A process model is also based on the assumption that the process is lived by the employees according to the description. This does not correspond to reality!

Individuals possess unique qualities, including their strengths, worries, and anxieties. Their upbringing has influenced them to adapt to their current work setting and procedures, resulting in a sense of stability and safety.

The implementation of multi-project management can cause a permanent disturbance in the situation and disrupt the equilibrium that may have been achieved. The success of the organizational change will depend on how employees react to this disruption, whether they were directly affected or not. It’s like throwing a stone into water, creating waves that can either be accepted or resisted. Furthermore, the time needed for individuals to adjust to the new environment will vary, including when they start and finish adapting.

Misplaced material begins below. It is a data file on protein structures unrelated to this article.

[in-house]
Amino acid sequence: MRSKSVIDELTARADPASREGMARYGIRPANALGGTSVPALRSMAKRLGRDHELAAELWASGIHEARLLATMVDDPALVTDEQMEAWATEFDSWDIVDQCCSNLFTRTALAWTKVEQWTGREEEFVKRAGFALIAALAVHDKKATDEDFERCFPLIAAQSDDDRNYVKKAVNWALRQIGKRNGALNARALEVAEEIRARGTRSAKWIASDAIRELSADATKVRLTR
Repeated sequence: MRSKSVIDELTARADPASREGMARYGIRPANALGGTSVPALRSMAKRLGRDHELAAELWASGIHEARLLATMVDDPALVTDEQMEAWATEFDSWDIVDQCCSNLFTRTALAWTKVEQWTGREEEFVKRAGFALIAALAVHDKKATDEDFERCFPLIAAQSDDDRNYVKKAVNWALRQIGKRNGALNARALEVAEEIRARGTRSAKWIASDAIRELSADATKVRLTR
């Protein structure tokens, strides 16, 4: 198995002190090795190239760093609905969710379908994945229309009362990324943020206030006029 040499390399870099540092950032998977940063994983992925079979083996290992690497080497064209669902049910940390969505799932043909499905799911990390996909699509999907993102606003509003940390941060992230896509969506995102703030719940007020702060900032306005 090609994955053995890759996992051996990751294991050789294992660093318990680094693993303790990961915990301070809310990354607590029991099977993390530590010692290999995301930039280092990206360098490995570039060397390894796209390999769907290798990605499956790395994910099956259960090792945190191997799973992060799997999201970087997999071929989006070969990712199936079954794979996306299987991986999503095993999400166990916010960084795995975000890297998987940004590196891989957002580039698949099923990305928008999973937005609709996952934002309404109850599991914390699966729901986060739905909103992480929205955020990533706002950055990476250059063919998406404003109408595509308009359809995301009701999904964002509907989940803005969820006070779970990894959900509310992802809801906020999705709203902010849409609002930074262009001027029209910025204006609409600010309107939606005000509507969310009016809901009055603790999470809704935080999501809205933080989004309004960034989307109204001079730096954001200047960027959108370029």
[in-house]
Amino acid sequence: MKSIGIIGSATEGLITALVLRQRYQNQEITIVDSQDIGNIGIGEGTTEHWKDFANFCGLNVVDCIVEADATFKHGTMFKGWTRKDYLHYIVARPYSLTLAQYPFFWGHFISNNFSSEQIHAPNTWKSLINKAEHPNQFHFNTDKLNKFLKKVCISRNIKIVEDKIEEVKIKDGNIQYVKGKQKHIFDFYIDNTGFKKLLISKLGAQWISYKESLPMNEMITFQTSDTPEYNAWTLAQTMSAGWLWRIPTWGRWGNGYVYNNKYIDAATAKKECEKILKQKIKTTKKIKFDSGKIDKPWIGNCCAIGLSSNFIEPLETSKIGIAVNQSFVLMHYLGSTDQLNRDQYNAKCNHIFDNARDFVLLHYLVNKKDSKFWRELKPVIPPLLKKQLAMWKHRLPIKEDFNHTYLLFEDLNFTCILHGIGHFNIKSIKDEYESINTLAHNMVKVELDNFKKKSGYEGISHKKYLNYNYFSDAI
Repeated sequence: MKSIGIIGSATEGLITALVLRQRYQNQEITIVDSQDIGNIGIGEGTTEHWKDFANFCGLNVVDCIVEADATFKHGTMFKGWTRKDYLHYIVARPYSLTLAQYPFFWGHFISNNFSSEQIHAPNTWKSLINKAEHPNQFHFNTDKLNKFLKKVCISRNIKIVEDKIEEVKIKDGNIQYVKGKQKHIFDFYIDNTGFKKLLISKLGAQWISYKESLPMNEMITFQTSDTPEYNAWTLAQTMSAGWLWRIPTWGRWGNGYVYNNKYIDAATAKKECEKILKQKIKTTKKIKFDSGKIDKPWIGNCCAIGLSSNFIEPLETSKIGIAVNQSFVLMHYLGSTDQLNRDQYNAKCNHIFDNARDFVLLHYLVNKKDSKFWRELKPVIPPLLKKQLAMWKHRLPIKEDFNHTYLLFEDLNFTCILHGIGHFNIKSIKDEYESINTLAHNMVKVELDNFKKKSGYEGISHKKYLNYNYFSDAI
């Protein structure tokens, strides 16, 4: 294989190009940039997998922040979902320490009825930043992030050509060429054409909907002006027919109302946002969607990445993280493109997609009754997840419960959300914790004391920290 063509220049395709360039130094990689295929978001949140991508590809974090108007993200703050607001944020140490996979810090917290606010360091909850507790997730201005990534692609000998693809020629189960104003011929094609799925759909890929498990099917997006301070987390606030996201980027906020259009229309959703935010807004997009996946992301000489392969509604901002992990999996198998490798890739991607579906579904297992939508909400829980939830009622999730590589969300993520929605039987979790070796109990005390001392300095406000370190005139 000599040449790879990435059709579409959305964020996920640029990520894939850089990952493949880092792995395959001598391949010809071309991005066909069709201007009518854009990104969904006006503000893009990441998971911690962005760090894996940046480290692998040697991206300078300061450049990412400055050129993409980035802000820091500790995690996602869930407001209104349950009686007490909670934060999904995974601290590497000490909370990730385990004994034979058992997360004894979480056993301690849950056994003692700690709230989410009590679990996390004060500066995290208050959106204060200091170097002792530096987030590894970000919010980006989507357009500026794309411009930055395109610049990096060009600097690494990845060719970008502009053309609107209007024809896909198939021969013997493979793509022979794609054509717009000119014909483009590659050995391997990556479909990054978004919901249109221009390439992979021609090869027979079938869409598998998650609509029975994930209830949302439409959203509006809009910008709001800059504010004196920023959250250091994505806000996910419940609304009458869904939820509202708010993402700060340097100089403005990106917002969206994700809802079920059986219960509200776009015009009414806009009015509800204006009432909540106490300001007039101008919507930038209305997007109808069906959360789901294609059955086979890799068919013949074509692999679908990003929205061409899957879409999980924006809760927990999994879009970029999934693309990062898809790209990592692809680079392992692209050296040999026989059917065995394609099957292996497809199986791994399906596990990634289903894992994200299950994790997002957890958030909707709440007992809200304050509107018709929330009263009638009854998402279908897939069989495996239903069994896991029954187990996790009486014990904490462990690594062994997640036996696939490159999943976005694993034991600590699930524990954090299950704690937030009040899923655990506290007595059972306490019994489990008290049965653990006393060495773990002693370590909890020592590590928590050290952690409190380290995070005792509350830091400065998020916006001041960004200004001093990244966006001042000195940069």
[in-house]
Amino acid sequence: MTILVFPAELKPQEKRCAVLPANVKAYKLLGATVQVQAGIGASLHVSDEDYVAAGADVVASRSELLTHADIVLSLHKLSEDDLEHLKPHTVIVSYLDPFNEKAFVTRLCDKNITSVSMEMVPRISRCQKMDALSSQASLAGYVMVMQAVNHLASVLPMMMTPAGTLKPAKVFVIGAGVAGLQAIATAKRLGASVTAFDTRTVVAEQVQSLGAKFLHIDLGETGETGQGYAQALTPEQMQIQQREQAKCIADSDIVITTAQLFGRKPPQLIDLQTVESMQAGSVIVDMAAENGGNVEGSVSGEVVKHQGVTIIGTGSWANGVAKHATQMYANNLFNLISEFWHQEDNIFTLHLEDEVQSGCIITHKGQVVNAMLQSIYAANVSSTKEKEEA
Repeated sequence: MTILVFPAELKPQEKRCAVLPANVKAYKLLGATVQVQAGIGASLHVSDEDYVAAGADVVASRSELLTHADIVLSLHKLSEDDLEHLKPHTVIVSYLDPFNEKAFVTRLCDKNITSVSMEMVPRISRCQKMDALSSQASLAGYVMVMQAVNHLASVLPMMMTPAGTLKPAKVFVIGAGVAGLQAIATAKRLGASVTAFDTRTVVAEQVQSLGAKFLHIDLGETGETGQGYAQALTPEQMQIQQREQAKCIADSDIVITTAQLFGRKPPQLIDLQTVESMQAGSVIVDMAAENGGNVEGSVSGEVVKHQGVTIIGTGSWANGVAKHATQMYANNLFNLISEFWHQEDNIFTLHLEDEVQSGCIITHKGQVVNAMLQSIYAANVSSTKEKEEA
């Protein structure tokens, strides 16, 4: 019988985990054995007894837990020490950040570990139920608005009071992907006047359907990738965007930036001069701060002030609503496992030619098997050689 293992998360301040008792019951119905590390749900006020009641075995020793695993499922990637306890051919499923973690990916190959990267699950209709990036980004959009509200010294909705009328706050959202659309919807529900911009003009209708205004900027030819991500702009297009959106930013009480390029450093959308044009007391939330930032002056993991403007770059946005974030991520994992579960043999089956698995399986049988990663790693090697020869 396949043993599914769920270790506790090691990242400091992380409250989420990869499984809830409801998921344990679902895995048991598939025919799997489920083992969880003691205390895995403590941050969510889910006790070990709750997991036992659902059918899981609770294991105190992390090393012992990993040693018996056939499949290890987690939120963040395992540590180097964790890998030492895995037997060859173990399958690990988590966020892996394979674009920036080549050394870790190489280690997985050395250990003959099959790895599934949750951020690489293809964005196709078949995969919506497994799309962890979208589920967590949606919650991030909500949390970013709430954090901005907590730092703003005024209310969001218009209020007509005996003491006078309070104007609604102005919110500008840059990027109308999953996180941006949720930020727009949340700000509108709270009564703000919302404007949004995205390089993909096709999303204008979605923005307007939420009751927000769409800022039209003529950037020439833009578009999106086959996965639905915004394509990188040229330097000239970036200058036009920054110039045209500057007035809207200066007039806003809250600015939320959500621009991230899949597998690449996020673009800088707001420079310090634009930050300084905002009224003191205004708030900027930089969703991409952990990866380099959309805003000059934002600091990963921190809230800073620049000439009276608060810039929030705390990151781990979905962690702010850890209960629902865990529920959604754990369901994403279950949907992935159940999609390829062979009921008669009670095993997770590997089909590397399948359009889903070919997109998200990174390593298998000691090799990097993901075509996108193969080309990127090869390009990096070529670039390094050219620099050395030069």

The process of change should be carried out at pace, decisively, and consistently. The period of the transformation process (equivalent to an increased burden on employees) should be minimized. However, participation in the redesign of the processes is important for acceptance. It, therefore, takes time for the organizational change to be accepted and lived – in other words, for the desired level (successful learning) to be reached.

Key success factors

  • To summarize, here is a brief overview of the key success factors:
  • Successful communication
  • Definite and lived roles and responsibilities
  • Definite and lived processes
  • Coordinated action
  • Competent employee
  • Adequate process organization
  • The right mindset
  • Useful infrastructure (tools…)
  • At all organizational levels


This is the penultimate part of our series on portfolio management. The last article will deal with the current situation in companies and show possible solutions to the shortage of resources. A topic that will certainly affect many of you at the moment.

Leave a Reply

Your email address will not be published. Required fields are marked *